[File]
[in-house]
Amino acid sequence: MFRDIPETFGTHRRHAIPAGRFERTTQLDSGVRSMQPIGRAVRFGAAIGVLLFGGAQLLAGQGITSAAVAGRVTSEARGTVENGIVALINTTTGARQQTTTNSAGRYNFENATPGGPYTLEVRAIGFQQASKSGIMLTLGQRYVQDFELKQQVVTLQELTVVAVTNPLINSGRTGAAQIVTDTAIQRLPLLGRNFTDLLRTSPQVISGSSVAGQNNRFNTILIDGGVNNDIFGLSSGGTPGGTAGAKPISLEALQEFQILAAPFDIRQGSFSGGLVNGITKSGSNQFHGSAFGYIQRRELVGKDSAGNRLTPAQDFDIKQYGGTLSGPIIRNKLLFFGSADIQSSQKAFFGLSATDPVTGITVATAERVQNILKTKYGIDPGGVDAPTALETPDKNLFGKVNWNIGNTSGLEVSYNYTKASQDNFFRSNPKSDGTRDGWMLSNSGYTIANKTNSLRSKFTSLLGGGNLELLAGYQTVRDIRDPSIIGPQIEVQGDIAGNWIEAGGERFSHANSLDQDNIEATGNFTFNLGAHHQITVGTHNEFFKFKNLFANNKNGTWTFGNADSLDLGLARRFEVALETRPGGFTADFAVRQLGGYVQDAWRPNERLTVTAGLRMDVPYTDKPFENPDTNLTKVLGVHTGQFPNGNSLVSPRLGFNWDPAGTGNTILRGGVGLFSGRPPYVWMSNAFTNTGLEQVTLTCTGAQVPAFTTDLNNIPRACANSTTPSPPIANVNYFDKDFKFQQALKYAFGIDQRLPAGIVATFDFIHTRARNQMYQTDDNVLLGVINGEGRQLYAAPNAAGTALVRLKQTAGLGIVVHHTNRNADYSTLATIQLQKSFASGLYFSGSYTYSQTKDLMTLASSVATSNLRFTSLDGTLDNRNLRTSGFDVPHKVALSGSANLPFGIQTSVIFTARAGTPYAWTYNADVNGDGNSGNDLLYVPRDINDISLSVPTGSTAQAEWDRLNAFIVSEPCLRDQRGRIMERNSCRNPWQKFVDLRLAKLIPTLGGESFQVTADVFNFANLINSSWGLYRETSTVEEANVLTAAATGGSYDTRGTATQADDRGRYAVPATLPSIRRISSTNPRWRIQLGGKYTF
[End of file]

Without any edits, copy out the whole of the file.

[in-house]
Amino acid sequence: MFRDIPETFGTHRRHAIPAGRFERTTQLDSGVRSMQPIGRAVRFGAAIGVLLFGGAQLLAGQGITSAAVAGRVTSEARGTVENGIVALINTTTGARQQTTTNSAGRYNFENATPGGPYTLEVRAIGFQQASKSGIMLTLGQRYVQDFELKQQVVTLQELTVVAVTNPLINSGRTGAAQIVTDTAIQRLPLLGRNFTDLLRTSPQVISGSSVAGQNNRFNTILIDGGVNNDIFGLSSGGTPGGTAGAKPISLEALQEFQILAAPFDIRQGSFSGGLVNGITKSGSNQFHGSAFGYIQRRELVGKDSAGNRLTPAQDFDIKQYGGTLSGPIIRNKLLFFGSADIQSSQKAFFGLSATDPVTGITVATAERVQNILKTKYGIDPGGVDAPTALETPDKNLFGKVNWNIGNTSGLEVSYNYTKASQDNFFRSNPKSDGTRDGWMLSNSGYTIANKTNSLRSKFTSLLGGGNLELLAGYQTVRDIRDPSIIGPQIEVQGDIAGNWIEAGGERFSHANSLDQDNIEATGNFTFNLGAHHQITVGTHNEFFKFKNLFANNKNGTWTFGNADSLDLGLARRFEVALETRPGGFTADFAVRQLGGYVQDAWRPNERLTVTAGLRMDVPYTDKPFENPDTNLTKVLGVHTGQFPNGNSLVSPRLGFNWDPAGTGNTILRGGVGLFSGRPPYVWMSNAFTNTGLEQVTLTCTGAQVPAFTTDLNNIPRACANSTTPSPPIANVNYFDKDFKFQQALKYAFGIDQRLPAGIVATFDFIHTRARNQMYQTDDNVLLGVINGEGRQLYAAPNAAGTALVRLKQTAGLGIVVHHTNRNADYSTLATIQLQKSFASGLYFSGSYTYSQTKDLMTLASSVATSNLRFTSLDGTLDNRNLRTSGFDVPHKVALSGSANLPFGIQTSVIFTARAGTPYAWTYNADVNGDGNSGNDLLYVPRDINDISLSVPTGSTAQAEWDRLNAFIVSEPCLRDQRGRIMERNSCRNPWQKFVDLRLAKLIPTLGGESFQVTADVFNFANLINSSWGLYRETSTVEEANVLTAAATGGSYDTRGTATQADDRGRYAVPATLPSIRRISSTNPRWRIQLGGKYTF